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In mass spectrometry, collision-induced dissociation (CID), referred to by some as collisionally activated dissociation (CAD), is a mechanism by which to fragment molecular ions in the gas phase. The molecular ions are usually accelerated by some electrical potential to high kinetic energy and then allowed to collide with neutral molecules (often helium, nitrogen or argon). In the collision some of the kinetic energy is converted into internal energy which results in bond breakage and the fragmentation of the molecular ion into smaller fragments. These fragment ions can then be analyzed by a mass spectrometer.
CID and the fragment ions produced by CID are used for several purposes. Partial or complete structural determination can be achieved. In some cases identity can be established based on previous knowledge without determining structure. Another use is in simply achieving more sensitive and specific detection. By looking for a unique fragment ion you can detect a given molecule in the presence of other molecules of the same nominal molecular weight, essentially reducing the background and increasing the limit of detection.
In a triple quadrupole mass spectrometer there are three quadrupoles. The first quadrupole termed "Q1" can act as a mass filter and transmits a selected ion and accelerates it towards "Q2" which is termed a collision cell. The pressure in Q2 is higher and the ions collides with neutral gas in the collision cell and fragments by CID. The fragments are then accelerated out of the collision cell and enter Q3 which scans through the mass range, analyzing the resulting fragments (as they hit a detector). This produces a mass spectrum of the CID fragments from which structural information or identity can be gained. Many other experiments using CID on a triple quadrupole exist such as precursor ion scans that determines where a specific fragment came from rather than what fragments are produced by a given molecule.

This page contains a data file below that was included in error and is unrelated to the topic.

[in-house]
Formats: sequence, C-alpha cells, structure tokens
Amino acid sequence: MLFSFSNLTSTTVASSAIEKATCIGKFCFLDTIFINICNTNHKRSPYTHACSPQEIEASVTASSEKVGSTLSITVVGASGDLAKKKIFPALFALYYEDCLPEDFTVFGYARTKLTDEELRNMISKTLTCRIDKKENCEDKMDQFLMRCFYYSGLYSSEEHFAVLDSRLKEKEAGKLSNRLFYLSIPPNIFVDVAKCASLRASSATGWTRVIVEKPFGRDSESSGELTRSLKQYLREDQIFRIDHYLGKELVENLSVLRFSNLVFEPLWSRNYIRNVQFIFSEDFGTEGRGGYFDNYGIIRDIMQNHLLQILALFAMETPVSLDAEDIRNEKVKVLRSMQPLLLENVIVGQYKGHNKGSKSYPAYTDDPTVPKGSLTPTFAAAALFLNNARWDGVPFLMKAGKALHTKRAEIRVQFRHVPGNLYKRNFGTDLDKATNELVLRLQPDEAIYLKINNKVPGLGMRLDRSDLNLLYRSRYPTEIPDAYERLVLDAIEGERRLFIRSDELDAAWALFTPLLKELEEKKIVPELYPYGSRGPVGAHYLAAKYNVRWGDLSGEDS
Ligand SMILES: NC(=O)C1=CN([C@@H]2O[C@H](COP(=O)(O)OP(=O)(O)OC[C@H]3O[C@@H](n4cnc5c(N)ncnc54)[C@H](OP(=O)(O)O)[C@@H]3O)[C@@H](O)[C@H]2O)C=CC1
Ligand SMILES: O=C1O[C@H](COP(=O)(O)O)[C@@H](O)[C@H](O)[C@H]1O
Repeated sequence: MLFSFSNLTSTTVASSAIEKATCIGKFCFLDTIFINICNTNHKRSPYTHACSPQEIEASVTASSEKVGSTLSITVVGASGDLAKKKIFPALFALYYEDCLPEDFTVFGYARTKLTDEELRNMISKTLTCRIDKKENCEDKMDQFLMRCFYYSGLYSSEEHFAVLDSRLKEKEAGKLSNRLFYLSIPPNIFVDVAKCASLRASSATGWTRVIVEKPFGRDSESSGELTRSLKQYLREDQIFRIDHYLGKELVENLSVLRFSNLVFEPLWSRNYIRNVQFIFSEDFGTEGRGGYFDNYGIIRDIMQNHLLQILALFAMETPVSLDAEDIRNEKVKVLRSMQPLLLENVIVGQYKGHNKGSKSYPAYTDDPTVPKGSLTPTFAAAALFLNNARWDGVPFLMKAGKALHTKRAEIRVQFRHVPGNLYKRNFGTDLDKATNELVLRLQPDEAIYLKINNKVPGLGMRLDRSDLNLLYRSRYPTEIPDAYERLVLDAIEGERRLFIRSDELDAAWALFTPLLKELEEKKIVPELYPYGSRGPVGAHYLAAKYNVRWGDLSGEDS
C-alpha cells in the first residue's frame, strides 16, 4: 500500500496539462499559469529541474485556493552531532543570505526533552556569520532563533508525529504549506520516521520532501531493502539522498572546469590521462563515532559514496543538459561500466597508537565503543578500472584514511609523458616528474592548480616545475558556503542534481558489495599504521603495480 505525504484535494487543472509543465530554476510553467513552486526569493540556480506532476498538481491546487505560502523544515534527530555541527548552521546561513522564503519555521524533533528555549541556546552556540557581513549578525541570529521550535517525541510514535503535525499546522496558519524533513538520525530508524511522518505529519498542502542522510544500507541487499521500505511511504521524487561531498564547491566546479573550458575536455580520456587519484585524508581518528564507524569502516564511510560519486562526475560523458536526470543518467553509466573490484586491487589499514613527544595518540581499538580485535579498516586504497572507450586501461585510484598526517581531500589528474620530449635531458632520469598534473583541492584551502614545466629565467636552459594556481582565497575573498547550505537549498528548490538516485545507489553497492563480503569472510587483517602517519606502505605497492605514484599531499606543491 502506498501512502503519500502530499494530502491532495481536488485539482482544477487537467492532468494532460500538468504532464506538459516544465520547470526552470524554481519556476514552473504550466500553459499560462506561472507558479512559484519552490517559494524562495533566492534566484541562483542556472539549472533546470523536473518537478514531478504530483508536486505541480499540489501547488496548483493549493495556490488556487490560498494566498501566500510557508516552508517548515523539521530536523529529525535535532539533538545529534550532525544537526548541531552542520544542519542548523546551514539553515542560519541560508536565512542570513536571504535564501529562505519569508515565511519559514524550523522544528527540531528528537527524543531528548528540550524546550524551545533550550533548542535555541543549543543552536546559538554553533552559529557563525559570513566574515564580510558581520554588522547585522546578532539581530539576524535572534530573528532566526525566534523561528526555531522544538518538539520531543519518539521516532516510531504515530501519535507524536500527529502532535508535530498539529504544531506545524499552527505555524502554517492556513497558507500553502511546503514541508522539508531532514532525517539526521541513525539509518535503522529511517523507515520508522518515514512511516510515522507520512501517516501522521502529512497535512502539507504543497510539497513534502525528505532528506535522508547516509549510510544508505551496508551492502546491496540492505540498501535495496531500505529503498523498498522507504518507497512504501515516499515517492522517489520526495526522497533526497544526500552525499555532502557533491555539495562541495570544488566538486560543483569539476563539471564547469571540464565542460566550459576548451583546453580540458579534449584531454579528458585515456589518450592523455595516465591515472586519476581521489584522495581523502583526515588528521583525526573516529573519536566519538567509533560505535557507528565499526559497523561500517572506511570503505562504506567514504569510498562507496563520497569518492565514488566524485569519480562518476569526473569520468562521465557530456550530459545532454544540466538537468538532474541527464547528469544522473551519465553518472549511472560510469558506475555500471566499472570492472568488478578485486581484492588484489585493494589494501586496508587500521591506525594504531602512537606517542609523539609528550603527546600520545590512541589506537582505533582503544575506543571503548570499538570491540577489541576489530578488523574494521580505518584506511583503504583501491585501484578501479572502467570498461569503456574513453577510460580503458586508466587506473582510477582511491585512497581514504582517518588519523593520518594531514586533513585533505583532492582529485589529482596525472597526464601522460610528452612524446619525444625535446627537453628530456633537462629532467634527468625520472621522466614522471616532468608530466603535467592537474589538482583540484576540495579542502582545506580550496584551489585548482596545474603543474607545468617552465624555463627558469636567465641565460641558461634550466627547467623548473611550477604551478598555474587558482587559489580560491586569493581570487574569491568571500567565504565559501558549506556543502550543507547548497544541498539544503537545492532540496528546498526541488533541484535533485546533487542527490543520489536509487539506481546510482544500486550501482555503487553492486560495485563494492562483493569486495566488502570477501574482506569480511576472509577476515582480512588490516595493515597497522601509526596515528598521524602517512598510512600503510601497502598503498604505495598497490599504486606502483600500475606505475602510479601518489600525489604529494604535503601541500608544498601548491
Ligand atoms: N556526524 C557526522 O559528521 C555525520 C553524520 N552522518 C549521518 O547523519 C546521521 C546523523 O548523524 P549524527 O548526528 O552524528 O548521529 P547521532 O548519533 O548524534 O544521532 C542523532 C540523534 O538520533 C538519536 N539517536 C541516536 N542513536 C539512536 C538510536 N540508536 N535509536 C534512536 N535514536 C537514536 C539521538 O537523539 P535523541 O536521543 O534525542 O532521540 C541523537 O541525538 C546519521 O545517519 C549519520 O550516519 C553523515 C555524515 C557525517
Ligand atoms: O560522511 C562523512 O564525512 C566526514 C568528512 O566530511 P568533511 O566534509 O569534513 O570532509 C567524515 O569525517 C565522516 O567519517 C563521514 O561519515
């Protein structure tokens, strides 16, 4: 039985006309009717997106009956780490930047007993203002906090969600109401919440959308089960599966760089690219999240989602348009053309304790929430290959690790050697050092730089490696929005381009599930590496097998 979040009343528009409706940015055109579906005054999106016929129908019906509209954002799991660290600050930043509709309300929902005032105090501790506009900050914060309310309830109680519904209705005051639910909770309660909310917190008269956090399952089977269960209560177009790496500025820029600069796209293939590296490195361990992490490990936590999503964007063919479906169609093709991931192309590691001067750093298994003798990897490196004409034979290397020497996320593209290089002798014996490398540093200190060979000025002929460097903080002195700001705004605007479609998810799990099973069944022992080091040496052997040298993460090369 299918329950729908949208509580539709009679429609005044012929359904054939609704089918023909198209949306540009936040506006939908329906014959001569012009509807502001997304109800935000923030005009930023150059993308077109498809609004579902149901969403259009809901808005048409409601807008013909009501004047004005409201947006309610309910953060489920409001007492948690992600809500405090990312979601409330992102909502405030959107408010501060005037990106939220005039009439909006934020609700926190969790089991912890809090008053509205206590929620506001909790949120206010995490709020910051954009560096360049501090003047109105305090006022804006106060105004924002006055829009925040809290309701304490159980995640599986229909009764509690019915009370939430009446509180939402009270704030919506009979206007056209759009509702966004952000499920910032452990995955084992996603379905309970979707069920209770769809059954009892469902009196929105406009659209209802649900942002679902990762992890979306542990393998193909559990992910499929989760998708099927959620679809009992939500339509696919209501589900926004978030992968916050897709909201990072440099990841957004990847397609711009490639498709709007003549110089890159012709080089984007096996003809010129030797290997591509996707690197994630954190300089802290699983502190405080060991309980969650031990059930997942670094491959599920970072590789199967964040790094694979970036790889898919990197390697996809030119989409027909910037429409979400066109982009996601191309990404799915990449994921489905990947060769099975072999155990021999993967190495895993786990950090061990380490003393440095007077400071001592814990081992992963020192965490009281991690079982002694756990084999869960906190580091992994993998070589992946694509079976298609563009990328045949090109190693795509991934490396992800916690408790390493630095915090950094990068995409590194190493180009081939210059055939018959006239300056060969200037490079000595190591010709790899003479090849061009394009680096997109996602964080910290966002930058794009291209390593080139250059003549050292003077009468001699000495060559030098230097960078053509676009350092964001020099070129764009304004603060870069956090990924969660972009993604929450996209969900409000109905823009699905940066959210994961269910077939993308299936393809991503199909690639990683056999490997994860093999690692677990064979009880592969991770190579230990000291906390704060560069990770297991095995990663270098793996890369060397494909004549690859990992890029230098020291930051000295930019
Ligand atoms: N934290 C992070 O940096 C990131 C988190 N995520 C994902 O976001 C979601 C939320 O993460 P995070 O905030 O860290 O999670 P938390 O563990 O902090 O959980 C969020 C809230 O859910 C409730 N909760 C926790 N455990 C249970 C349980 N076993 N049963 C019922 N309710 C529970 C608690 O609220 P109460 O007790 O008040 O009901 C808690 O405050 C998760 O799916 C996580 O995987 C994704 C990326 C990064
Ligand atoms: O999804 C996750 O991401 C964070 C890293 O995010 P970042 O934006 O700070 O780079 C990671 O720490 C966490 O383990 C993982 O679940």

SORI-CID (sustained off-resonance irradiation collision-induced dissociation) is a CID technique used in Fourier Transform Ion Cyclotron Resonance mass spectrometry which involves accelerating the ions in cyclotron motion (in a circle inside of an ion trap) and then increasing the pressure resulting collisions that produce CID fragments.